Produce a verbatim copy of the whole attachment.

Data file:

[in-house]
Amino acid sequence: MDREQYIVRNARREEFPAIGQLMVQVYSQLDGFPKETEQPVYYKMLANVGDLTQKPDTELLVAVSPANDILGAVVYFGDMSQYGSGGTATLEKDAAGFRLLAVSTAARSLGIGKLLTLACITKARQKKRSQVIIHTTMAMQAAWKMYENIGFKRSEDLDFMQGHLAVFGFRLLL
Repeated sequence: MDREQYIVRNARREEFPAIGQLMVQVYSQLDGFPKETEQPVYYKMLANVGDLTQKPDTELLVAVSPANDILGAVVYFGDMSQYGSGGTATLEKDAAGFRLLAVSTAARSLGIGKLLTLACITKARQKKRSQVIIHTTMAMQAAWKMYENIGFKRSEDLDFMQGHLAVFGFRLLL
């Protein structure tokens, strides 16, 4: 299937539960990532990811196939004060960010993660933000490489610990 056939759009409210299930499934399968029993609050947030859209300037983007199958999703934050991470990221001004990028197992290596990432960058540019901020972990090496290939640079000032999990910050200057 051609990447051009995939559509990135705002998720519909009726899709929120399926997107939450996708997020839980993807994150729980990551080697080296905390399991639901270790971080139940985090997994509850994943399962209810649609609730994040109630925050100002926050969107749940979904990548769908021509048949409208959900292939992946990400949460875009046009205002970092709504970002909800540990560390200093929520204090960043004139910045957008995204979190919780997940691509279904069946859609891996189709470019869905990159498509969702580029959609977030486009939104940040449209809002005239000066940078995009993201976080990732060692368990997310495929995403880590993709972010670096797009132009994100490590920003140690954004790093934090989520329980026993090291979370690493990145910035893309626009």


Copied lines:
[in-house]
Amino acid sequence: MDREQYIVRNARREEFPAIGQLMVQVYSQLDGFPKETEQPVYYKMLANVGDLTQKPDTELLVAVSPANDILGAVVYFGDMSQYGSGGTATLEKDAAGFRLLAVSTAARSLGIGKLLTLACITKARQKKRSQVIIHTTMAMQAAWKMYENIGFKRSEDLDFMQGHLAVFGFRLLL
Repeated sequence: MDREQYIVRNARREEFPAIGQLMVQVYSQLDGFPKETEQPVYYKMLANVGDLTQKPDTELLVAVSPANDILGAVVYFGDMSQYGSGGTATLEKDAAGFRLLAVSTAARSLGIGKLLTLACITKARQKKRSQVIIHTTMAMQAAWKMYENIGFKRSEDLDFMQGHLAVFGFRLLL
């Protein structure tokens, strides 16, 4: 299937539960990532990811196939004060960010993660933000490489610990 056939759009409210299930499934399968029993609050947030859209300037983007199958999703934050991470990221001004990028197992290596990432960058540019901020972990090496290939640079000032999990910050200057 051609990447051009995939559509990135705002998720519909009726899709929120399926997107939450996708997020839980993807994150729980990551080697080296905390399991639901270790971080139940985090997994509850994943399962209810649609609730994040109630925050100002926050969107749940979904990548769908021509048949409208959900292939992946990400949460875009046009205002970092709504970002909800540990560390200093929520204090960043004139910045957008995204979190919780997940691509279904069946859609891996189709470019869905990159498509969702580029959609977030486009939104940040449209809002005239000066940078995009993201976080990732060692368990997310495929995403880590993709972010670096797009132009994100490590920003140690954004790093934090989520329980026993090291979370690493990145910035893309626009």